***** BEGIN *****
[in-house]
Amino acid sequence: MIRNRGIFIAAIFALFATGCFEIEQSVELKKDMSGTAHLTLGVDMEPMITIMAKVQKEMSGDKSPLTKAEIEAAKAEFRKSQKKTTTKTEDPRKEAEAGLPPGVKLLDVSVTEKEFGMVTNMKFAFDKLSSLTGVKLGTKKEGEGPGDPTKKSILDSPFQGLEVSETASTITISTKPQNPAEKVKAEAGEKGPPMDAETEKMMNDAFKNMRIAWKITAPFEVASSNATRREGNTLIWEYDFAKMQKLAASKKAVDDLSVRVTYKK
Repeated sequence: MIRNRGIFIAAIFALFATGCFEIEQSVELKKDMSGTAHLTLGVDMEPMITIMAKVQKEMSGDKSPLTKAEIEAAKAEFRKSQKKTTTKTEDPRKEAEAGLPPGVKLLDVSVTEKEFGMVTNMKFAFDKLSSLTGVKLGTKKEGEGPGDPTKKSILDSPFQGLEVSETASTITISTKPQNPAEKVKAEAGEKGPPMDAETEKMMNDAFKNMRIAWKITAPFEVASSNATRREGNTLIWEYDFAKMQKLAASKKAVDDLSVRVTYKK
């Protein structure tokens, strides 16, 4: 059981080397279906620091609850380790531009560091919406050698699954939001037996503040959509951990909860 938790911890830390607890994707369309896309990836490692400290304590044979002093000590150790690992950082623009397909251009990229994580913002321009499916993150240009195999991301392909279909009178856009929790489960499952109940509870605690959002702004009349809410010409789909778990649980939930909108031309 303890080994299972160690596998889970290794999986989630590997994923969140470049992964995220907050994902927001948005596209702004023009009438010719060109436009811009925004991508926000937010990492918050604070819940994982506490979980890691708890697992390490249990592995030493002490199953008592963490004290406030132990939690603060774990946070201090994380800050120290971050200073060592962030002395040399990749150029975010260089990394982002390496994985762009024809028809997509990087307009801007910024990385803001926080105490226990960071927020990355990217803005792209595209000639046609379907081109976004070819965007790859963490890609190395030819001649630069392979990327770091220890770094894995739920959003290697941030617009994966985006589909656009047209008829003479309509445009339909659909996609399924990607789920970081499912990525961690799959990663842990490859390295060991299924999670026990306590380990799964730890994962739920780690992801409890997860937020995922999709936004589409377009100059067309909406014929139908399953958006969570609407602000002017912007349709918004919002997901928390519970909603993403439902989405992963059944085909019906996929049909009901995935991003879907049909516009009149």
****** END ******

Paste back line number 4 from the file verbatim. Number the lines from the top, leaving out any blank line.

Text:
């Protein structure tokens, strides 16, 4: 059981080397279906620091609850380790531009560091919406050698699954939001037996503040959509951990909860 938790911890830390607890994707369309896309990836490692400290304590044979002093000590150790690992950082623009397909251009990229994580913002321009499916993150240009195999991301392909279909009178856009929790489960499952109940509870605690959002702004009349809410010409789909778990649980939930909108031309 303890080994299972160690596998889970290794999986989630590997994923969140470049992964995220907050994902927001948005596209702004023009009438010719060109436009811009925004991508926000937010990492918050604070819940994982506490979980890691708890697992390490249990592995030493002490199953008592963490004290406030132990939690603060774990946070201090994380800050120290971050200073060592962030002395040399990749150029975010260089990394982002390496994985762009024809028809997509990087307009801007910024990385803001926080105490226990960071927020990355990217803005792209595209000639046609379907081109976004070819965007790859963490890609190395030819001649630069392979990327770091220890770094894995739920959003290697941030617009994966985006589909656009047209008829003479309509445009339909659909996609399924990607789920970081499912990525961690799959990663842990490859390295060991299924999670026990306590380990799964730890994962739920780690992801409890997860937020995922999709936004589409377009100059067309909406014929139908399953958006969570609407602000002017912007349709918004919002997901928390519970909603993403439902989405992963059944085909019906996929049909009901995935991003879907049909516009009149």